(Reuters) - Humana Inc HUM.N reported a 28 percent drop in quarterly profit as it set aside more money to cover losses in its Obamacare business, and the company said it would discontinue next year most of these plans sold off public exchanges.
The U.S. health insurer, whose acquisition by rival Aetna Inc AET.N has been challenged by U.S. antitrust authorities, said it planned to shrink its individual commercial business to 156 counties next year from 1,351 currently.
Under the business, Humana offers individual insurance plans both on and off the public exchanges set up under President Barack Obama’s Affordable Care Act.
The company said it expected premiums of $750 million-$1 billion in 2017 from its Obamacare plans, way lower than the $3.4 billion estimated for 2016.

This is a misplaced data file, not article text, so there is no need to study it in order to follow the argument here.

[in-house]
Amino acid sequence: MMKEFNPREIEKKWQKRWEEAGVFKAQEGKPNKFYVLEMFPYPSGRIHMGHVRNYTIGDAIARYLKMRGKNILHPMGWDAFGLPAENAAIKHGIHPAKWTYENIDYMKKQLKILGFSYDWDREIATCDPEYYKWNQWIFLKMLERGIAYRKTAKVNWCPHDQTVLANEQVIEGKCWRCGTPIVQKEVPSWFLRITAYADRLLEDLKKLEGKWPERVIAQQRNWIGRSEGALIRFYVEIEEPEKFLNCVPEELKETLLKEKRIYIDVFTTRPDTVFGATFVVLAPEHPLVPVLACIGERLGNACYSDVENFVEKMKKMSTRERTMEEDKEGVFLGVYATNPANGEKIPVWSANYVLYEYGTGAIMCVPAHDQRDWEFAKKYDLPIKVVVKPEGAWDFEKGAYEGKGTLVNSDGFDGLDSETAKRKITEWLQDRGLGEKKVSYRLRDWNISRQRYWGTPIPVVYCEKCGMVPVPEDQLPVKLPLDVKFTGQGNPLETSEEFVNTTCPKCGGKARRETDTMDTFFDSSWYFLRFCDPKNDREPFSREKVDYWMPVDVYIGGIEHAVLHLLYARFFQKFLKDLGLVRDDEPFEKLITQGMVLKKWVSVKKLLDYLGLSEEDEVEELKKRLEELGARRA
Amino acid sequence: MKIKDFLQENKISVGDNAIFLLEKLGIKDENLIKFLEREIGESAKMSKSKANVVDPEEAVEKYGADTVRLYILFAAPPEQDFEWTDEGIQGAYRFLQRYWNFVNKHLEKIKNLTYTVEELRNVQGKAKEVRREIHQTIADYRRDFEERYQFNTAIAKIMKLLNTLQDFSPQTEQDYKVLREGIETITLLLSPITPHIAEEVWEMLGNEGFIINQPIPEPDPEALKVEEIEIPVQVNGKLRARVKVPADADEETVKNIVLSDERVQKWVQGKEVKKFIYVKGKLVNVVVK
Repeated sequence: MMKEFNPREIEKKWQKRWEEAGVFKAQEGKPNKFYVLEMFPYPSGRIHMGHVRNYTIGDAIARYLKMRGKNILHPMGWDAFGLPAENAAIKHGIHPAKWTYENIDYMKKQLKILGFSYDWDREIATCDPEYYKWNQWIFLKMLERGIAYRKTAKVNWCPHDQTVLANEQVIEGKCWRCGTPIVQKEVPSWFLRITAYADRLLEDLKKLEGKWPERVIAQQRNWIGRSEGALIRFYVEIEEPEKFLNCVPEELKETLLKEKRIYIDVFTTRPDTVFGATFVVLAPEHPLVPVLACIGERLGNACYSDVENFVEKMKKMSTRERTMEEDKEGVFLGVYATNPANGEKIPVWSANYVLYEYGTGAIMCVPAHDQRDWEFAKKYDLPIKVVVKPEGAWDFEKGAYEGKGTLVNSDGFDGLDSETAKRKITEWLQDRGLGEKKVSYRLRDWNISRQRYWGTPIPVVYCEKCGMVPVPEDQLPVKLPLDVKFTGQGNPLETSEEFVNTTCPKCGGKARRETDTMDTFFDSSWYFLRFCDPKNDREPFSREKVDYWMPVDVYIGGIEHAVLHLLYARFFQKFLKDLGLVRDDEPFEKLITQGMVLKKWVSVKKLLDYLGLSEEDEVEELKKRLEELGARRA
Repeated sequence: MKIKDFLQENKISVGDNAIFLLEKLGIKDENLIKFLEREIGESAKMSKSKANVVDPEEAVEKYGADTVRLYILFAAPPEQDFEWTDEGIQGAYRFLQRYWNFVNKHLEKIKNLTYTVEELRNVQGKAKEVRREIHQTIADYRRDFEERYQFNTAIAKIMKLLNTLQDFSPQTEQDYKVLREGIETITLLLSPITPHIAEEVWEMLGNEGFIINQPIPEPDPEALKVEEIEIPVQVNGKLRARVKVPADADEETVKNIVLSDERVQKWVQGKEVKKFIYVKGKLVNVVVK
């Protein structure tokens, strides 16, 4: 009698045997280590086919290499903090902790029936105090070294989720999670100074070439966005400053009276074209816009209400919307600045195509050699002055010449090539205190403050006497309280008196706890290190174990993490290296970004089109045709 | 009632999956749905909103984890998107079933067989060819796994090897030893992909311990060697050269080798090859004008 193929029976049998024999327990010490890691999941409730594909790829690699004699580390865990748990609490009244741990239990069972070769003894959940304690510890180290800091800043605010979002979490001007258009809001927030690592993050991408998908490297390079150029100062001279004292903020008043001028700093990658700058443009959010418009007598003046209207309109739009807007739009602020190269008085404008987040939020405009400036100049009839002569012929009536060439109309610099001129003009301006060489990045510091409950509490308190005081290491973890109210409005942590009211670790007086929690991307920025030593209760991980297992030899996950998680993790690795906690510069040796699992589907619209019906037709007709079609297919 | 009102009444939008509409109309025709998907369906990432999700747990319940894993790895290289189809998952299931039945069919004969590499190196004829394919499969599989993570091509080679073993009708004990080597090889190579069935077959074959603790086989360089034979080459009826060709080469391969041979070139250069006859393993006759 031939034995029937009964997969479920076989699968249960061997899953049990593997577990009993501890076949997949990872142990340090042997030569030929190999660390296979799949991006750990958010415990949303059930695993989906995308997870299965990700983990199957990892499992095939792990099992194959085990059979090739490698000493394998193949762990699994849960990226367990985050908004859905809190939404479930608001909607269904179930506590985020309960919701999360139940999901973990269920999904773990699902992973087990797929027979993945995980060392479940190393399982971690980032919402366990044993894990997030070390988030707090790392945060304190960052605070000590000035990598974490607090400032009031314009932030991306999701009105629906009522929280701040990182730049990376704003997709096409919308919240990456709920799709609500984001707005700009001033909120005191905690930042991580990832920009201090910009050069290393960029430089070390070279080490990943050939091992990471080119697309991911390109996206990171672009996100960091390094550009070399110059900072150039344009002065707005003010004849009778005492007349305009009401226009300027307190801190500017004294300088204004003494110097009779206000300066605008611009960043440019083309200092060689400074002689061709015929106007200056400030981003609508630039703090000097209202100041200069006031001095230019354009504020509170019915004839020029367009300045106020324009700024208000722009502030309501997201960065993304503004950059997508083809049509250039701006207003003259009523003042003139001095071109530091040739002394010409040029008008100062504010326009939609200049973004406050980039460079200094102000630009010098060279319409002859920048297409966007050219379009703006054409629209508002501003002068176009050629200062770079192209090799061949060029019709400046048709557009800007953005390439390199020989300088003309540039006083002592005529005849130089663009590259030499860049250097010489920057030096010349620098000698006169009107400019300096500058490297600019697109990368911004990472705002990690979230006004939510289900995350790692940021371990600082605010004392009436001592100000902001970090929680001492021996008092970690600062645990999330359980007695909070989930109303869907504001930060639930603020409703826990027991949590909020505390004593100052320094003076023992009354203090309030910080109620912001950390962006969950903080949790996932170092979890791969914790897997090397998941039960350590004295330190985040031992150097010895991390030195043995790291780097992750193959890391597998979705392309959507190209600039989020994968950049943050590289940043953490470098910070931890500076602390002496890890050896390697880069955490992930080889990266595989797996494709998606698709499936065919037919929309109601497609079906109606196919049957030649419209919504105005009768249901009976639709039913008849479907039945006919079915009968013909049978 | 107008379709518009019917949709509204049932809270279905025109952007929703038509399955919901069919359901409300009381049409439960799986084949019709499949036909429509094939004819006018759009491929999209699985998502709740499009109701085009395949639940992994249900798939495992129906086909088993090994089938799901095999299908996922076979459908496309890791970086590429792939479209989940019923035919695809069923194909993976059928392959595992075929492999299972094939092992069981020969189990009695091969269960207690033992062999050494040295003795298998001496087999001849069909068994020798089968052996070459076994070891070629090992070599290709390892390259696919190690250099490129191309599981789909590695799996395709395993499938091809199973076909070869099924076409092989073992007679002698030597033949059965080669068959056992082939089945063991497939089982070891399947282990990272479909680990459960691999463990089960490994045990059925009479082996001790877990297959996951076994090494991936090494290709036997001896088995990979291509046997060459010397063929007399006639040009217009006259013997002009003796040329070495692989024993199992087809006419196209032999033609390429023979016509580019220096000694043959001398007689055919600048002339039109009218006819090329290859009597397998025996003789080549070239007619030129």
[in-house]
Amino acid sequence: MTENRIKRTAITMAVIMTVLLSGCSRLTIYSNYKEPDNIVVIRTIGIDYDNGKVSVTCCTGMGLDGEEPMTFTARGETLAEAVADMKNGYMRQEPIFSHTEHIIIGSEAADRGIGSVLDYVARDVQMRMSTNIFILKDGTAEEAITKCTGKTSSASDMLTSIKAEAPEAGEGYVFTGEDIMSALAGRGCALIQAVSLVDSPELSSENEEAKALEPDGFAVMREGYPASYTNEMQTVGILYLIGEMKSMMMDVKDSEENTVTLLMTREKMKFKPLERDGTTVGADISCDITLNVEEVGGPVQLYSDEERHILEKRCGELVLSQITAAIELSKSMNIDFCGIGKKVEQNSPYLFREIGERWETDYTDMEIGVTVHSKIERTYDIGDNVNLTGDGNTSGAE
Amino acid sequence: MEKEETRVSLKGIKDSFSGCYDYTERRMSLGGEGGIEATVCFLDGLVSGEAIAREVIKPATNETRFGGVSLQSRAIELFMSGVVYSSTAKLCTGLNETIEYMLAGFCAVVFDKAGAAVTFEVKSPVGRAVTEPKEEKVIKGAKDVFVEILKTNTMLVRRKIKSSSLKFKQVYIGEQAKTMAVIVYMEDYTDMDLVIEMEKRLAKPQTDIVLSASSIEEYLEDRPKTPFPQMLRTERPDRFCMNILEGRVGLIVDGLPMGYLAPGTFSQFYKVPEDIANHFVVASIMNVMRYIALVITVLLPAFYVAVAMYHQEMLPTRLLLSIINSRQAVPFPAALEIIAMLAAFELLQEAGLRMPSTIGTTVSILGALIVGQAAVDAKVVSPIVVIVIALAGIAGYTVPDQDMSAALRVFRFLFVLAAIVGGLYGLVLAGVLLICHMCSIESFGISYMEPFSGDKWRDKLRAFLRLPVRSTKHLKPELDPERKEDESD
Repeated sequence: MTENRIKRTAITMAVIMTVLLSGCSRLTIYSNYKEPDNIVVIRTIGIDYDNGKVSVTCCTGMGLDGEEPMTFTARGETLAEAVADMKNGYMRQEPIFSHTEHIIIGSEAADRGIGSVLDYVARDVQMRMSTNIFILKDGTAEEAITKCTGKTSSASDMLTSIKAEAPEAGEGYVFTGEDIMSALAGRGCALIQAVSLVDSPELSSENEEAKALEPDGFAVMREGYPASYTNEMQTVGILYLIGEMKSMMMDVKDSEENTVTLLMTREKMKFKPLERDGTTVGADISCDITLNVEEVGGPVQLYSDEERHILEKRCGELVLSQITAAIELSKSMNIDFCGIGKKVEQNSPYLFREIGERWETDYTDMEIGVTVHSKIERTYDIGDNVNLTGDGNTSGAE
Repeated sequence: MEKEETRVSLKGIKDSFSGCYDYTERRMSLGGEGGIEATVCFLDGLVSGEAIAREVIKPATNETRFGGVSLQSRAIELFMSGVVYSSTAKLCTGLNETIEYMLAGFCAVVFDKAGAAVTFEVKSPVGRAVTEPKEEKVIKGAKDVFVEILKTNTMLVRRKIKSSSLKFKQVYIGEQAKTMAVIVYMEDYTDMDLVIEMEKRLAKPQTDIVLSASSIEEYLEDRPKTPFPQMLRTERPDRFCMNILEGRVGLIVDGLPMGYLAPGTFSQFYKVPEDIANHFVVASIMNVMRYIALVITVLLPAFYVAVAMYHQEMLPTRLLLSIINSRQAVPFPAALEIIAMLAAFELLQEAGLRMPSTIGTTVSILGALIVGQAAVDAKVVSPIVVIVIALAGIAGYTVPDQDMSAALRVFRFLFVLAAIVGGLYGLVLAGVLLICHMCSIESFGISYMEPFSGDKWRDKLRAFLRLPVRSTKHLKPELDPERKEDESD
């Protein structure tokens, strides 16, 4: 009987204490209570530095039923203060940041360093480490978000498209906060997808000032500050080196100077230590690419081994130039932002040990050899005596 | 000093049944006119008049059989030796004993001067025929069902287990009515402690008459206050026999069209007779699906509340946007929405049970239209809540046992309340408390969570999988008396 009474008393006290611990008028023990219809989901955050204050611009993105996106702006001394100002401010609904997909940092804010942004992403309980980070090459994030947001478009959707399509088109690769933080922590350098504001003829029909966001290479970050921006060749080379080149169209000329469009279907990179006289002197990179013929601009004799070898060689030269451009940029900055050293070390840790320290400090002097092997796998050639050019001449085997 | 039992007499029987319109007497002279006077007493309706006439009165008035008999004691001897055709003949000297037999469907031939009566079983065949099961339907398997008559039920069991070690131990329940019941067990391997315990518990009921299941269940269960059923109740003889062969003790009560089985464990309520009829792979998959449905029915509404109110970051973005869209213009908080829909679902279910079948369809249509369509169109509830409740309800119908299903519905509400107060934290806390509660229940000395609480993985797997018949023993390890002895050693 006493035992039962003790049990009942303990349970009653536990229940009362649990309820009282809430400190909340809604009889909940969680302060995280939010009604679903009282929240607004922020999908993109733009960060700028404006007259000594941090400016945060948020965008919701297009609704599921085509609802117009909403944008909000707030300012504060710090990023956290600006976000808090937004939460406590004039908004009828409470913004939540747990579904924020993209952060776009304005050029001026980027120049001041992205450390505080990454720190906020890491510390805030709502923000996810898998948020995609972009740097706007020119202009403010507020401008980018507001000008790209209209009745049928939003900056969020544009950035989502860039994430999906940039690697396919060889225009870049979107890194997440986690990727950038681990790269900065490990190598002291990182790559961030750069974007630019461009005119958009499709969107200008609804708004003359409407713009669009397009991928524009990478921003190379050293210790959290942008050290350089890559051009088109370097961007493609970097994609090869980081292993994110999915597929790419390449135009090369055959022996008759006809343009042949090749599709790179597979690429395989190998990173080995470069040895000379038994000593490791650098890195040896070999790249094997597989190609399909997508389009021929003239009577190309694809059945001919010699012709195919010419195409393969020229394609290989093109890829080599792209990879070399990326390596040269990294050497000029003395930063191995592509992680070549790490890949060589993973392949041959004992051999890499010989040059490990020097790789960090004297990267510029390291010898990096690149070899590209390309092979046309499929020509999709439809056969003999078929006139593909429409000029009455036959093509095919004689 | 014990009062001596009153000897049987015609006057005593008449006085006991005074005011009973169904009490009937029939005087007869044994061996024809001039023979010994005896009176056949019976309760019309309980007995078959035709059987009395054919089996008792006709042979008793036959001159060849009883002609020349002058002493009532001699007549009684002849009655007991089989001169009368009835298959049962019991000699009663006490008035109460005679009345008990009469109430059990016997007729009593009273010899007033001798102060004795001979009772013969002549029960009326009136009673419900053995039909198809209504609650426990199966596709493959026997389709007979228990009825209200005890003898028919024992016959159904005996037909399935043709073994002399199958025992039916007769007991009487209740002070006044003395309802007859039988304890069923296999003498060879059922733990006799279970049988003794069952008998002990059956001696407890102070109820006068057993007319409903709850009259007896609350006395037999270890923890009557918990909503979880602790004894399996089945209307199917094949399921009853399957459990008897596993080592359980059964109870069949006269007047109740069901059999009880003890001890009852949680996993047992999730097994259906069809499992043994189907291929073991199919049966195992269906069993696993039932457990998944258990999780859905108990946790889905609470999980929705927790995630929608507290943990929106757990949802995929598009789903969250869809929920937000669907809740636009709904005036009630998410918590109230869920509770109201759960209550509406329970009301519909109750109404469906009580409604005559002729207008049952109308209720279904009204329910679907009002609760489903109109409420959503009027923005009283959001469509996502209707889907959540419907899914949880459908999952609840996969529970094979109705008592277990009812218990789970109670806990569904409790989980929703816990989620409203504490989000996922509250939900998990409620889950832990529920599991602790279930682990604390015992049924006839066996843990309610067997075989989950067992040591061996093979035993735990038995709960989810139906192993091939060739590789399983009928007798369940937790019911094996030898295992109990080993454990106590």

Humana set aside about $208 million more in the second quarter to cover losses in the business, which it currently operates in 15 U.S. states.
The company said it would shrink the business to 11 states next year and had already limited memberships in the four states where it no longer intended to offer the plans.
Humana had said in May it would exit the Obamacare business in some states.
The company and Aetna announced a deal on Tuesday to sell a portfolio of about 290,000 of their Medicare Advantage members in 21 states to Molina Healthcare Inc MOH.N to win U.S. antitrust approval for their merger.
Humana’s individual commercial memberships fell by nearly a quarter in the three months ended June 30.
Net income fell to $311 million, or $2.06 per share.
Excluding items, the company earned $2.30 per share, beating the average analyst estimate of $2.23, according to Thomson Reuters I/B/E/S.
Revenue rose 2 percent to $14.01 billion, topping the average estimate of $13.59 billion.
Reporting by Amrutha Penumudi in Bengaluru; Editing by Kirti Pandey
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